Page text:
Saturday, 11 April 2015

Fostering Critical and Creative Thinking Skills with Technology

A kindergarten student said something to me the other week that really hit home for me. He told me he wanted to be in my class when he was older. I smiled and asked him if it’s because I'm a funny teacher (all the kindergarten students think I'm very funny).

"No, I want to be in your class because you're the technology teacher."

I smiled at him, but this statement bothered me. It bothered me because I believe technology is an important part of my teaching practice, but technology is just a tool. It is a means to an end. An interesting, fun, and engaging means to an end, but still a means to an end.

Technology is a tool that allows me to foster critical and creative thinking skills in my students. It certainly isn't the only way to develop the skills, but it allows for a lot of interesting opportunities, and ways to engage both skill sets. While critical thinking has been a key component in my class for several years, I was beginning to see that creative thinking skills were equally important as well.

In the past couple of years Google 20% Time, or Genius Hour, started to become an important concept for me.I saw the value in student choice, and wanted to give more opportunities to my students to have control over their own learning. When students are given choice in what they learn, and how they share it, their creativity becomes a bigger part of the process.

Just to clarify what I am talking about, here is how I see critical, and creative thinking:

Critical Thinking
In order to have students think critically about something, they need to be challenged with tasks that have more than one choice. Instead of telling them what is right, or correct they must make their own decisions. We help them to move away from bias, and to be more objective in their decision making process by applying agreed upon criteria to the process.

Creative Thinking
In order for students to have the opportunity to think creatively we have to give them more freedom. Time to play, and tinker with new concepts and tools is essential. As they figure things out they share with each other, collectively the class figures out new ways to build, design, and modify existing ideas and concepts. This "play time" allows them to properly understand the tool, or concept they are learning about.

As I started to give my students more opportunities to choose what they were learning, or how they were expressing it, I began to realize that creative thinking skills were a whole separate spectrum that wasn't being addressed by the critical thinking strategies I had formerly learned. As I watch students take ideas, or tools and flip them from their traditional use and create something new I realized that both critical and creative thinking skills were crucial parts of the learning process.

What happened next was that the creativity fostered by the hour a day where students were allowed to make their own choices in how, and what they learned bled over into the rest of the day. No longer was there one way to show their learning.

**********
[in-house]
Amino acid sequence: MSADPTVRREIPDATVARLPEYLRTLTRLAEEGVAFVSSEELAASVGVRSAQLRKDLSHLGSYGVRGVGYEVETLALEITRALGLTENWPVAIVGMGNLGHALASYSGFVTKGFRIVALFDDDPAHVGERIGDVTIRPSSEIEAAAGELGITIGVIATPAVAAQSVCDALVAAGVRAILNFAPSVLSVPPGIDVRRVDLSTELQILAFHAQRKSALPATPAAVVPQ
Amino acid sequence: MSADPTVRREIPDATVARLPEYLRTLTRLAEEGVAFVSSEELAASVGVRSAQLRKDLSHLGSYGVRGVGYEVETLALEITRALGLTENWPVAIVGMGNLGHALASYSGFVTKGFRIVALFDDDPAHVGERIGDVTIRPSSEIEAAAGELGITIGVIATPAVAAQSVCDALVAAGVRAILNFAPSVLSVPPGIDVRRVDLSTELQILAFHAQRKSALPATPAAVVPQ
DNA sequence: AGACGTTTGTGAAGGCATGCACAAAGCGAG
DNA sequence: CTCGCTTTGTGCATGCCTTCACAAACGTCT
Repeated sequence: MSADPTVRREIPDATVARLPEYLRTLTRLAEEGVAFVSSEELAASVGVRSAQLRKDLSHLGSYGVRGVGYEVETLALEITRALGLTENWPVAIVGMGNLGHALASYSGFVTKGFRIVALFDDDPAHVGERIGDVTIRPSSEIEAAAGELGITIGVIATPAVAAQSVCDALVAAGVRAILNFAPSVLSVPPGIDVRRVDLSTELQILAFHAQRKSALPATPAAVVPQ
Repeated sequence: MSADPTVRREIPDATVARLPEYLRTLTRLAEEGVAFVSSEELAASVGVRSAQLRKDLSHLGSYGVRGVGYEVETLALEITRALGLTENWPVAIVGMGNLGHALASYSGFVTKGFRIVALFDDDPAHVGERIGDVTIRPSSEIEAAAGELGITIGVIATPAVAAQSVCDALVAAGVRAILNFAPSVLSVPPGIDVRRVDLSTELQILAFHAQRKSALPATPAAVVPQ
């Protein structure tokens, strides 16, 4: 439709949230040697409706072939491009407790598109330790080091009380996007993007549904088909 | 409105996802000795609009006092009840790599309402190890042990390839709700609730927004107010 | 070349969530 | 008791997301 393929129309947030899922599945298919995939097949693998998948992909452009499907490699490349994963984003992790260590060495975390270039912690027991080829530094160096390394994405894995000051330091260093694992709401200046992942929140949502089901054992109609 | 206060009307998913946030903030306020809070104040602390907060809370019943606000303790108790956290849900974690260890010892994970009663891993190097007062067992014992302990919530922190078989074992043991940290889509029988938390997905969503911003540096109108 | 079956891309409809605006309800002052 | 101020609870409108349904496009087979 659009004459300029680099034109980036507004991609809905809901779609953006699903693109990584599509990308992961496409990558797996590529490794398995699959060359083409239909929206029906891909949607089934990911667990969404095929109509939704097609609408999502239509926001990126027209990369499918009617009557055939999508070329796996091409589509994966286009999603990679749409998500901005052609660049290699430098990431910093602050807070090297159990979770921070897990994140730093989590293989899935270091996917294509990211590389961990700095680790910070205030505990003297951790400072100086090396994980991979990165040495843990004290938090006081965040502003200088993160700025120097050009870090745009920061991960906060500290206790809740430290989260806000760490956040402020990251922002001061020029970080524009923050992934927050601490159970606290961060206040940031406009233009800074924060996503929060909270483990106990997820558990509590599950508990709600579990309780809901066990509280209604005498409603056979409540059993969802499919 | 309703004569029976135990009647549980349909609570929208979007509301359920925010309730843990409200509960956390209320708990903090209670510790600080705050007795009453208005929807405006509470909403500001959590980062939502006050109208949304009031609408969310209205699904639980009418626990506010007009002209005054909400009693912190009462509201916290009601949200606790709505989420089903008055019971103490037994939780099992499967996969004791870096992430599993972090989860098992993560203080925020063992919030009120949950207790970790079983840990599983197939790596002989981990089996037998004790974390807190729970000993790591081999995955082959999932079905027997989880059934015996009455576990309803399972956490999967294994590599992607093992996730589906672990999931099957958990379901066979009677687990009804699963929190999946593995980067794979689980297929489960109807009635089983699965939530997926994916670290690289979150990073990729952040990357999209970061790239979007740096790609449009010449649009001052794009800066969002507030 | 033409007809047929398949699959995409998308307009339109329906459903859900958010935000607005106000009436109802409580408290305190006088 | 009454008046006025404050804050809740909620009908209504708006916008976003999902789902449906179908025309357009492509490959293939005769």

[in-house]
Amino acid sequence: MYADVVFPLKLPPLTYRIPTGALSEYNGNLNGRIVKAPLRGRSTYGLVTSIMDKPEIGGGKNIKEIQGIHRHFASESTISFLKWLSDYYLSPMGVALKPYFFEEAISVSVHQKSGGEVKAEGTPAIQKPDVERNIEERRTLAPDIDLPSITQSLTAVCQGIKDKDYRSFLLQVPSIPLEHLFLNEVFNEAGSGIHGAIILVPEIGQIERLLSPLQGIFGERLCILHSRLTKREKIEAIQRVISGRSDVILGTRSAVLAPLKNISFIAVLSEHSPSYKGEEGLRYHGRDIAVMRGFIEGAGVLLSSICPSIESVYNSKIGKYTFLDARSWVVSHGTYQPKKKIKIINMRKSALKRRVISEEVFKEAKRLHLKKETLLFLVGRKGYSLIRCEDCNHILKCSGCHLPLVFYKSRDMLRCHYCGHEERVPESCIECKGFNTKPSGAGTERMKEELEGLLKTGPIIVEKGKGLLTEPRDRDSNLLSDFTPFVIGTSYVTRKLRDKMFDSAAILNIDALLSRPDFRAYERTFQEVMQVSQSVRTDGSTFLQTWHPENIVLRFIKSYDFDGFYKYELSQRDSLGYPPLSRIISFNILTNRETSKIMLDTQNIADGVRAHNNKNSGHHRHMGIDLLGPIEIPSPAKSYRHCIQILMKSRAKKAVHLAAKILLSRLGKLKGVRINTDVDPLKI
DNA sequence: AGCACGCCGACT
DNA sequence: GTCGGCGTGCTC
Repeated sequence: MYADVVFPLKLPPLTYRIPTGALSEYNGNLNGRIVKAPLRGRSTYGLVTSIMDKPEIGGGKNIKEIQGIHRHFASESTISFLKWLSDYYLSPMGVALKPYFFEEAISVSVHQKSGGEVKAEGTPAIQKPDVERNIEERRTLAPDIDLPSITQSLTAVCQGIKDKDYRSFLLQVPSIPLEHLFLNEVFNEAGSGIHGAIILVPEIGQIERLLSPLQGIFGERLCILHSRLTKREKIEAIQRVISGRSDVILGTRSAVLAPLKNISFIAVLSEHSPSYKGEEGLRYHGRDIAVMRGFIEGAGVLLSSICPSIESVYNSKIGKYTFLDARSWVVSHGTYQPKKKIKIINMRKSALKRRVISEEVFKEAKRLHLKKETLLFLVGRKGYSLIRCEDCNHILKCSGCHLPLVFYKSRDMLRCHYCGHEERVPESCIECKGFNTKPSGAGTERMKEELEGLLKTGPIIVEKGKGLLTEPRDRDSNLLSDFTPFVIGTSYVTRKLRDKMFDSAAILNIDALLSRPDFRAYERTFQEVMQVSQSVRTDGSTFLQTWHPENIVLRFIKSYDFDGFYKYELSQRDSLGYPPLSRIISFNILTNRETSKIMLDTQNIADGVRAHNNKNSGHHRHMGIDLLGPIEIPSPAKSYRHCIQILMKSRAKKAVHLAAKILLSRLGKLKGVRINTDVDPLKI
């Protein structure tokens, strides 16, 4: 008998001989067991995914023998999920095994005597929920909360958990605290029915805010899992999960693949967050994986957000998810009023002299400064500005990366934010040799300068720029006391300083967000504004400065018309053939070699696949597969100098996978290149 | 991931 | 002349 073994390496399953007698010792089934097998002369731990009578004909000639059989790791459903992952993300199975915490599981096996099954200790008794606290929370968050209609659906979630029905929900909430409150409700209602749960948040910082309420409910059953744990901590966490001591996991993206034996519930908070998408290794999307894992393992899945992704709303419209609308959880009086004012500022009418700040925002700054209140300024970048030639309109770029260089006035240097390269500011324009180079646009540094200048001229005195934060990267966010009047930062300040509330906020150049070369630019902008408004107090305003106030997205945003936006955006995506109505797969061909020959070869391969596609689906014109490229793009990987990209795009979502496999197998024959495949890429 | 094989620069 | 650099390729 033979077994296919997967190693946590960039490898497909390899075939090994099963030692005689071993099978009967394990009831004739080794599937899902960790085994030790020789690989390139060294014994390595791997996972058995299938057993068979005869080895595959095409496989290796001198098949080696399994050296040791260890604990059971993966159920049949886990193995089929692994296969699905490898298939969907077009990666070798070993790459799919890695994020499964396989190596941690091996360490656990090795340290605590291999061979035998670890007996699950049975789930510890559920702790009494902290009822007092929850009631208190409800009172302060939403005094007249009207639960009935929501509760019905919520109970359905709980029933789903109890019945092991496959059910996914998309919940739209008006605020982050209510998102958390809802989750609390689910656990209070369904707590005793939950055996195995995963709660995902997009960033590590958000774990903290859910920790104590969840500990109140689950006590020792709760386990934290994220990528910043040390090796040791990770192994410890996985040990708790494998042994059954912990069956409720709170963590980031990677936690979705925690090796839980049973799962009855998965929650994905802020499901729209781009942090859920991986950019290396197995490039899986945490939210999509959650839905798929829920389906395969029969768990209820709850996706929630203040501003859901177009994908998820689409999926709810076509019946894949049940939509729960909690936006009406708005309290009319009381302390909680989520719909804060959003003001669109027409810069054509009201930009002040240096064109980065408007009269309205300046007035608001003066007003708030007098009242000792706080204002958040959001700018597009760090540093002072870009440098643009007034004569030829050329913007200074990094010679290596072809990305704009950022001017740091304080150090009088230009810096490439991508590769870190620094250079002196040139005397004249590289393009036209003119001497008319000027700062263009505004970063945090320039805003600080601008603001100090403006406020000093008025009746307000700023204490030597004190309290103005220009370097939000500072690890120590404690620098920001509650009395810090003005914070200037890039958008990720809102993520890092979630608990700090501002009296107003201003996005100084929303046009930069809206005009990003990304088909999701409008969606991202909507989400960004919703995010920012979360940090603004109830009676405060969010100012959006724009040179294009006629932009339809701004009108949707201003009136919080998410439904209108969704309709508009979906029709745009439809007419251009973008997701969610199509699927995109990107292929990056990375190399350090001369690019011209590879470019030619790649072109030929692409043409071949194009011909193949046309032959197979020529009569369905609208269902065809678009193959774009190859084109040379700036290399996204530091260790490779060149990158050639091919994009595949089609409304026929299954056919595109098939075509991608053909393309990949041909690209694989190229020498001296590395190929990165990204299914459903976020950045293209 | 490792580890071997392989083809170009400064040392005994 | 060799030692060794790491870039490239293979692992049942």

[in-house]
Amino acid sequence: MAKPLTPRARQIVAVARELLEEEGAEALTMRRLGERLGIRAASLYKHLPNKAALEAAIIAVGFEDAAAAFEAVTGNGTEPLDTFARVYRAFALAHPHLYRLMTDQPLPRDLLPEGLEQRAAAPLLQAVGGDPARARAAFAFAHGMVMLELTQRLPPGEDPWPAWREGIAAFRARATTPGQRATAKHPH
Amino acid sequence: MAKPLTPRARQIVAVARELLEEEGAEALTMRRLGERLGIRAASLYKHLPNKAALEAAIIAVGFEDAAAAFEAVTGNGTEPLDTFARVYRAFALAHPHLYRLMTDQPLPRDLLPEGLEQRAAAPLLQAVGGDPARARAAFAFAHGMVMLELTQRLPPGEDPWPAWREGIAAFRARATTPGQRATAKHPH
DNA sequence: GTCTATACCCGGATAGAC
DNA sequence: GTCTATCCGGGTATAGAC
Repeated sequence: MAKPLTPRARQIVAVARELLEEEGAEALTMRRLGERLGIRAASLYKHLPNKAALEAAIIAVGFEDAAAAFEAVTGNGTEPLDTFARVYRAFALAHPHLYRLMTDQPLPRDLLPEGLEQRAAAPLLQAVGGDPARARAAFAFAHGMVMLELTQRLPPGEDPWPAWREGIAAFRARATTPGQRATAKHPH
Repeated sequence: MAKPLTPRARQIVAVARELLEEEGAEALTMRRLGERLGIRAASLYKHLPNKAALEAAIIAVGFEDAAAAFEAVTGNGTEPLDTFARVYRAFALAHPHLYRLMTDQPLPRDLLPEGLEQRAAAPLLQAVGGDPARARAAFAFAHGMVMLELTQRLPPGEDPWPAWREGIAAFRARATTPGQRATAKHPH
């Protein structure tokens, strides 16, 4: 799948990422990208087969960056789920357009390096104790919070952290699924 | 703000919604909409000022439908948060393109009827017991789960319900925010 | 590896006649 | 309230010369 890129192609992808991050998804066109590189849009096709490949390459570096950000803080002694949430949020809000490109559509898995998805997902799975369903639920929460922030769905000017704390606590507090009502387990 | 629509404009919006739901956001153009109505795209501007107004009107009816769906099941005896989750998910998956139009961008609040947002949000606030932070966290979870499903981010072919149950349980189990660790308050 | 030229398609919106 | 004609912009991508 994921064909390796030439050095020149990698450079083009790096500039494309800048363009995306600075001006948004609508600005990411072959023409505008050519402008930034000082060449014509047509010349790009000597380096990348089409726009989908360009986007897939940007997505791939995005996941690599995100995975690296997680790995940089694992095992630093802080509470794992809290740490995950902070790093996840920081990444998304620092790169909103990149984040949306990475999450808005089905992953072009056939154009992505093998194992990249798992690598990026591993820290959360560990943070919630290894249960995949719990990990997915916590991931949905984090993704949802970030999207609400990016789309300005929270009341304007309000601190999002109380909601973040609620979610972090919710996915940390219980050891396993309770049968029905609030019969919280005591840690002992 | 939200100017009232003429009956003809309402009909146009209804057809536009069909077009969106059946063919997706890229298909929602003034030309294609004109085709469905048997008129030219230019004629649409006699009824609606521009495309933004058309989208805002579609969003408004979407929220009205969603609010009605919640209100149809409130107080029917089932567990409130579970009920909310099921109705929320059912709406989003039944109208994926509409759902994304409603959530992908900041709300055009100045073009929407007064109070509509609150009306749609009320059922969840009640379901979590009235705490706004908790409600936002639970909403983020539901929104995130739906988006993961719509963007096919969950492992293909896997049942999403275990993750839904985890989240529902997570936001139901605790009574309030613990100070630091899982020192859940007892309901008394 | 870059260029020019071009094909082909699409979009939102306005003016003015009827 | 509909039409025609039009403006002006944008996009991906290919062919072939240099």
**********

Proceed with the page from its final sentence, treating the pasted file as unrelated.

In a recent lesson we were creating an advertisement to develop our persuasive writing skills, and a student approached me and checked to see if she could code the advertisement in Scratch. My students had recently started learning to code in Scratch and she had a great idea of how to use the application to share her idea. Her creative thinking skills got her started on the project, but in order to be successful her critical thinking skills became a key part of the task as well.

So many students are held back from showing their intelligence by the very fact that they struggle with reading or writing skills. These students may have excellent creative and critical thinking skills, but are unable to show it in the traditional sense in school. Minecraft allows students to be both critical and creative thinkers and removes the barrier of language. I'm now starting to see Minecraft as a precursor to coding. Students are building and creating things from blocks similar to blocks of code, that they then put together to create a complex world.

Quantitative v.s. Qualitative
No matter what digital tool they use, the end goal is to have students become quality thinkers. Traditionally, we have taught with the quantitative model, where there's a great quantity of information we must somehow force into the minds of our students before they graduate our class. More recently, I'm beginning to see a qualitative model as much more relevant. Rather than covered many topics, we're covering less topics but in deeper capacity. Rather than a bunch of facts, the learning becomes an experience, where they find out about something exciting, and using their creativity, and their ability with technology twisting it into something new, something that is their own.

This process is still clunky, it is messy and I'm still feeling my way through it. But in understanding the creative thinking skills, and critical thinking skills that are needed I begin to understand how to value the learning my students are doing. The next step for me now, is how do we measure these skills.

If we want students to become the innovators of tomorrow, the tinkers and makers of a brave, new world. We have to allow them the opportunity to learn as tinkers and makers, to fail regularly and learn from their mistakes. To use that failure to eventually become successful.


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